What about flu deaths? The CDC doesn’t have up-to-date flu death numbers. Forest based his claim on the CDC’s estimate that flu deaths could be as high as 62,000, Forest spokesman Andrew Dunn told PolitiFact in an email.
A problem for Forest’s claim? That CDC estimate also predicted flu deaths could be as low as 24,000. That’s a wide range, which has recently drawn criticism.
In an April 28 Scientific American column titled, “Comparing COVID-19 Deaths to Flu Deaths Is Like Comparing Apples to Oranges,” a Harvard Medical School instructor explains the CDC’s prediction methods — and argues they should change.
CDC flu estimates
Dr. Jeremy Samuel Faust, who practices emergency medicine at Brigham & Women's Hospital in Boston, noted that the CDC tries to account for unreported flu deaths “by multiplying the number of flu death counts reported by various coefficients produced through complicated algorithms,” he wrote.
Indeed, the CDC’s estimation process is “fairly elaborate,” said William Schaffner, professor of infectious diseases at the Vanderbilt University Medical Center in Nashville and medical director for the National Foundation for Infectious Diseases.
The CDC estimates deaths, rather than counting raw numbers, in part because death certificates “can be mushy,” Schaffner told PolitiFact in a phone interview. Deceased people can sometimes have multiple health problems, leaving the cause of death up for debate. Compounding matters, processes for determining and recording causes of death vary across the country.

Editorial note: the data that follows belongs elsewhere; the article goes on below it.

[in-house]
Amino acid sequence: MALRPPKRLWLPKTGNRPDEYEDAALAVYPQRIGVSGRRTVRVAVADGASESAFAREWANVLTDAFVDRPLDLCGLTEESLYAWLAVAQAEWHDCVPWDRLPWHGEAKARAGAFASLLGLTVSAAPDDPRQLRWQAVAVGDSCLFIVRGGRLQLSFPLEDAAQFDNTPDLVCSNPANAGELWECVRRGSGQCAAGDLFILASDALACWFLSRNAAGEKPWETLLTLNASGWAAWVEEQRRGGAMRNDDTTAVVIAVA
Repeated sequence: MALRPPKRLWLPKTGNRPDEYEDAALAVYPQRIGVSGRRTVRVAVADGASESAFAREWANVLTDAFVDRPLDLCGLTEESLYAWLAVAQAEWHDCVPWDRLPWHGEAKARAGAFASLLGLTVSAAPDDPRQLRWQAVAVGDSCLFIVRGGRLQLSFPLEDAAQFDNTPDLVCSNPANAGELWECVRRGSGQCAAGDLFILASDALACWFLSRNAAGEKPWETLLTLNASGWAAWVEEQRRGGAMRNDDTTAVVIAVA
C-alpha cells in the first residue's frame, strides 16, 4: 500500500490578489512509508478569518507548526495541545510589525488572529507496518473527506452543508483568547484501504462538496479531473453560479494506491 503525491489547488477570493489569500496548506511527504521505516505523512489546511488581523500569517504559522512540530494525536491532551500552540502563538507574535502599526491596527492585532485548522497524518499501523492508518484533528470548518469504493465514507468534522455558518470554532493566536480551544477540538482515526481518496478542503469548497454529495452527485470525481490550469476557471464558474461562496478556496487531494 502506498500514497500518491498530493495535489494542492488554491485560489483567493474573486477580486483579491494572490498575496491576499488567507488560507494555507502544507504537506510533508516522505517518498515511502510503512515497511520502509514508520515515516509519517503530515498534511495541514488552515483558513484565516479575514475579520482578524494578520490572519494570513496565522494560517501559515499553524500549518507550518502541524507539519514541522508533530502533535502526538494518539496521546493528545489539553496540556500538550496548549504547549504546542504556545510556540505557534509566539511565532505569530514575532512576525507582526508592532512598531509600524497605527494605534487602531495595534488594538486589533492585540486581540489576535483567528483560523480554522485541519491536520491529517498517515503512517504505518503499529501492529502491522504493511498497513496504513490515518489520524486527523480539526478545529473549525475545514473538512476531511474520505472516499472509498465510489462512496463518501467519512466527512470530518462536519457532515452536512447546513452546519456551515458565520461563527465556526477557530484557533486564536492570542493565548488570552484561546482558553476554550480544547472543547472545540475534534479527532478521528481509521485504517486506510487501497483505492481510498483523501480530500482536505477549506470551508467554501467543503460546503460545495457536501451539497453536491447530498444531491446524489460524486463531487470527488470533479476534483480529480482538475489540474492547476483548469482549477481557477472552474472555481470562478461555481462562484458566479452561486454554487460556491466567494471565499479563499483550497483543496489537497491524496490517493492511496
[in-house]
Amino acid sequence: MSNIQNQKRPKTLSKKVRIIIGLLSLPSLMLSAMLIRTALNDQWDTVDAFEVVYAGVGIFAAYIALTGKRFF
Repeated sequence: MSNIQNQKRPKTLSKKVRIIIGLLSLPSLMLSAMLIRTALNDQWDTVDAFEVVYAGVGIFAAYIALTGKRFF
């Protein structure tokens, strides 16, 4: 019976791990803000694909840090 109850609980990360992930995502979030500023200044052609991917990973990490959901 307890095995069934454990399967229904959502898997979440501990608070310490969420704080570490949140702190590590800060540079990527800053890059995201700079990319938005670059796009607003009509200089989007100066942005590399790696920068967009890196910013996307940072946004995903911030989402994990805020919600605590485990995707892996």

Faust, who wrote the column, argued that the number of actual flu deaths could be much lower than the CDC’s estimate. As the Washington Post pointed out on May 2, the number of actual deaths directly contributed to the flu has been less than 10,000 each of the past two seasons.
In the past, Faust said it was justifiable to err on the side of substantially overestimating flu deaths “in order to encourage vaccination and good hygiene.” But now, “the CDC’s reporting about flu deaths is dangerously misleading the public and even public officials about the comparison between these two viruses.”
Past flu seasons
Without a clear idea of how many flu deaths might be tallied for the 2019-20 season, we turned to past totals and estimates.
The CDC preliminary estimates show that 34,000 people likely died from the flu in the 2018-2019 season and that 61,000 died over the 2017-18 season.
Finalized CDC data shows that 38,000 died between 2016-17 and 23,000 died between 2015-16. That’s an average of about 39,000 flu deaths over the last four seasons, (assuming death estimates from the last two seasons turn out to be accurate.)
The 2017-18 season stands out as one of the highest in history, according to Reuters. Flu deaths only topped 60,000 on three other occasions. About 100,000 Americans died of the flu in 1967, about 116,000 died in 1957, and nearly 675,000 died from the 1918 flu.
We asked Schaffner if it’s possible to predict flu deaths and flu severity based on reports from prior years. It’s difficult, he said.